Article 31 of the UN Convention on the Rights of the Child is clear – “Every child has the right to relax, play, and take part in a wide range of cultural and artistic activities.” So why is this important in today’s society? Figures show that the gap between rich and poor is widening. What’s it like to grow up poor in the richest country in the world?
After almost a decade working for the right of children and young people to have real influence and good conditions for growing up, it has, over time, become increasingly challenging to achieve the Nordic Council of Ministers’ vision for the Nordic Region to be the best place in the world to grow up in. I think the answer lies in getting everyone together without excluding anyone from our community. Poverty is a hereditary disease, but we have the knowledge needed to cure it. I think our most important task is to give children and young people a wealth of experiences and learning.
During two rounds of Norden 0-30, the expert group has gained insight into a raft of projects that take children and young people seriously and which seek each and every day to realise the aims of Article 31 of the Convention on the Rights of the Child – the right to play, recreation, and culture. Being able to participate as children in activities that promote learning, meaning, and involvement can establish inroads into the labour market and social communities later in life. Informal and non-formal learning can also provide the qualifications that are needed in the Nordic Region of tomorrow.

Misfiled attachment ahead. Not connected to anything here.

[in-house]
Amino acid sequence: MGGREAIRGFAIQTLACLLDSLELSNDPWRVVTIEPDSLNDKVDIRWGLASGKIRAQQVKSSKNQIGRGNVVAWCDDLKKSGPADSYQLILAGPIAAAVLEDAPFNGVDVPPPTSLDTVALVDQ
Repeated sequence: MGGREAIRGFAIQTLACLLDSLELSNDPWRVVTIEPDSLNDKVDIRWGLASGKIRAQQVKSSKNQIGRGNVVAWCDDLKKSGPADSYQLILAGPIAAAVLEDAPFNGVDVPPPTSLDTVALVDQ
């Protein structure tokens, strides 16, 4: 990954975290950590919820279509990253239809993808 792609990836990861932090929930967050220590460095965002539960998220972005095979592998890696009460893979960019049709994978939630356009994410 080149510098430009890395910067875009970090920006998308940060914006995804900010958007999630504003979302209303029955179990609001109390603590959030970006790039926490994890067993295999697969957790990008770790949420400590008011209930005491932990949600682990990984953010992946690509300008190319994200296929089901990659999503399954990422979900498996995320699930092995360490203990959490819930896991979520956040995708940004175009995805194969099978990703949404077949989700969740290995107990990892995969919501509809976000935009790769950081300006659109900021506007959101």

The foundation for Norden 0-30 is the UN sustainable development goals – a joint work plan to eradicate poverty, fight inequality, and stop climate change before 2030. 2030 isn’t far away. We depend on things coming together effectively to enable us as a global community to achieve the goals we have set for ourselves. We therefore attach importance to how the goals are incorporated into the structures of the projects. However, the most important issue is how children and young people themselves have the opportunity to influence and set the direction of the projects. Children and young people are important today, not just tomorrow. So spread the word to passionate young people and those working with young people that there’s project funding available to apply for until 3 October!
Amund Røhr Heggelund
chairs the expert committee for the Norden 0-30 funding programme.